Kaposi Sarcoma (KS) is a malignant disease that originates from the vascular endothelium and has a very variable clinical course. KS is a vascular endothelial malignancy and the neoplastic cells are closely related to lymphatic endothelial cells. Although HHV-8 is found in the vast majority of all types of KS, there is no agreement on the exact mechanism of HHV-8 in KS. While immunosuppression of the host is commonly thought to promote replication of the HHV-8 virus, it is noteworthy that KS is much more strongly associated with HIV-1 infection than with immunosuppression in transplant recipients, suggesting a more complex process . The four KS types (classic, HIV/AIDS-related, immunosuppression associated and African endemic) have somewhat different presentations and different clinical courses. Classic KS is usually limited the lower extremities and runs an indolent course for 10 to 15 years or more, with slow enlargement of the original tumors and the gradual development of additional lesion; whereas immunodeficiency-related diseases frequently disseminate and involve several organs.
A 53-year-old man, seen for the first time in May 2005, had a one month history of asymptomatic erythematous firm papules on his right arm and dorsal aspect of the right hand (Figure 1). There was a past history of chronic active hepatitis B infection for which the patient received lamivudine. The histopathologic examination of skin lesions showed features of Kaposi's sarcoma. Immunohistochemical study of tumor showed immune reactivity to CD-31 and HHV-8, thus a diagnosis of Kaposi's sarcoma was confirmed. Skin lesions were healed and disappeared completely within 2 weeks with topical clobetasol propionate ointment application twice daily.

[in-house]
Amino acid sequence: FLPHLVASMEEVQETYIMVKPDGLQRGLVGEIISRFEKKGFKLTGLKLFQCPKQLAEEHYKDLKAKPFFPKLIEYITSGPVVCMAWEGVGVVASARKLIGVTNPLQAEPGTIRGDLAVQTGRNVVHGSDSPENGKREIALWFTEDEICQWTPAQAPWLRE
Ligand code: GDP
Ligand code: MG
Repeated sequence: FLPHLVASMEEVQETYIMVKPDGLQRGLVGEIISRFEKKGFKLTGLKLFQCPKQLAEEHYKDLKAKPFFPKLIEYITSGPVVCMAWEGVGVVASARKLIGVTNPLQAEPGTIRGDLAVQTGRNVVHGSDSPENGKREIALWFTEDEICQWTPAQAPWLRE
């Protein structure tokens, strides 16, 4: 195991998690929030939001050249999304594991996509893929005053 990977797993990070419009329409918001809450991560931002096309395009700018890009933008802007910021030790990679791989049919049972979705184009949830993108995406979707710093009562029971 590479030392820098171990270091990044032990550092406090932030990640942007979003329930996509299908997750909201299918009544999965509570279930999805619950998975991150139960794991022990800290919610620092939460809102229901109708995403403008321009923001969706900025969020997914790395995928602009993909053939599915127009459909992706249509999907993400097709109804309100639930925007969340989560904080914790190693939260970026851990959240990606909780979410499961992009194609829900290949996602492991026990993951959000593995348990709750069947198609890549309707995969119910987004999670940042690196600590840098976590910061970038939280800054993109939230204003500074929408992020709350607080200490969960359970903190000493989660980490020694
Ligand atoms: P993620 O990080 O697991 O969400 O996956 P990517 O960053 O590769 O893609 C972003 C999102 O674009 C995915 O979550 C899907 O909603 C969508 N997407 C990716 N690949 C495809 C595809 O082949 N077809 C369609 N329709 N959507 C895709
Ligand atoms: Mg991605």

Figure 1: Erythematous firm papules on his right arm and dorsal aspect of the right hand which are less than 1 cm in diameter. View Figure 1
In August 2014, his treatment with lamivudine changed to tenofovir with the suspicion of lamivudine resistance. Finally in September 2014, involvement of the upper eyelid, lips, face, hands and feet was noticed. On physical examination, there were disseminated multiple purplish papules and nodules on his hands, arms and feet. Also, several violaceous papules and nodules ranged from 5 mm to 15 cm were observed on the face which had started gradually over the last month (Figure 2). Routine laboratory tests were all normal. Fecal occult blood test was negative. The anti-HIV test (chemiluminescence) was negative. He had normal chest and abdominal computed tomography. Because of the aggressive course of KS, etoposide chemotherapy was started. Skin lesions diminished significantly after chemotherapy.
Figure 2: Disseminated multiple purplish papules and nodules on his face, hands, arms and feet which ranged from 5 mm to 1.5 cm. View Figure 2
Kaposi's Sarcoma (KS) was first described in 1872 by Moritz Kaposi, a Hungarian dermatologist, as an "idiopathic multiple pigmented sarcoma of the skin" . Kaposi's sarcoma-associated herpes virus or Human Herpesvirus 8 (HHV-8) was detected for the first time in AIDS associated KS lesions in 1994 .
Disseminated disease is often associated with HIV infection. Our patient was HIV negative and stated he was monogamous with marriage which lasting more than 20 years, and disavowed both homosexuality and sexual relations with commercial sex workers. He had a chronic hepatitis B infection and rapid progression of the disease with involvement of labial mucosa which prompted the use of systemic chemotherapy. Xie Y, et al. reported Kaposi's Sarcoma-associated herpes virus infection rate in patients with chronic hepatitis B is significantly higher than in healthy people . Although as people age, immune senescence can cause progression of KS or it may have been the natural history of the disease but we assumed that hepatitis B can be a predisposing factor in the occurrence of Kaposi's sarcoma.
Our case report highlights the need for physicians to be aware that not only HIV infection but other chronic infections like hepatitis B constitute a risk factor for the development of disseminated KS. When the tumor does not regress or when the underlying disease is not well controlled, additional anti-tumor treatment with radiation therapy, chemotherapy, and/or surgical excision can be added.